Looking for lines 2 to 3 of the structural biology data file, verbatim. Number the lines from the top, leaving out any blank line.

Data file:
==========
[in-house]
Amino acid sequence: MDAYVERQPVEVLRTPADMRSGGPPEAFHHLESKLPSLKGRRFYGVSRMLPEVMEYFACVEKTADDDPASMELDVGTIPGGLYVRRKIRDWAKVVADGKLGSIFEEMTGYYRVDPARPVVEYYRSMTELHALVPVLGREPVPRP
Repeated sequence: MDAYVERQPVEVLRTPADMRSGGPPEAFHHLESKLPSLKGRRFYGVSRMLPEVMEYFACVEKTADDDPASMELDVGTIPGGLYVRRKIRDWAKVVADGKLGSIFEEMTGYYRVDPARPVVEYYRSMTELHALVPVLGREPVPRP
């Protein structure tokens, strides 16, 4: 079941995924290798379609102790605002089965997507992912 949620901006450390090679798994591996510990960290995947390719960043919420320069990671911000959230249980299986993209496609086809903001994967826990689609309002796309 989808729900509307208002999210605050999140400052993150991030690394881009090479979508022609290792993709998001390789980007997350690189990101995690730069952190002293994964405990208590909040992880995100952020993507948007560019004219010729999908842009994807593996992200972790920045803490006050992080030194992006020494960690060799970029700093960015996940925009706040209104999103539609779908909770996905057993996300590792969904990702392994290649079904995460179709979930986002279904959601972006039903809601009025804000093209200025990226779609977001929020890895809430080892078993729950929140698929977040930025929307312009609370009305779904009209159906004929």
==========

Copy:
Amino acid sequence: MDAYVERQPVEVLRTPADMRSGGPPEAFHHLESKLPSLKGRRFYGVSRMLPEVMEYFACVEKTADDDPASMELDVGTIPGGLYVRRKIRDWAKVVADGKLGSIFEEMTGYYRVDPARPVVEYYRSMTELHALVPVLGREPVPRP
Repeated sequence: MDAYVERQPVEVLRTPADMRSGGPPEAFHHLESKLPSLKGRRFYGVSRMLPEVMEYFACVEKTADDDPASMELDVGTIPGGLYVRRKIRDWAKVVADGKLGSIFEEMTGYYRVDPARPVVEYYRSMTELHALVPVLGREPVPRP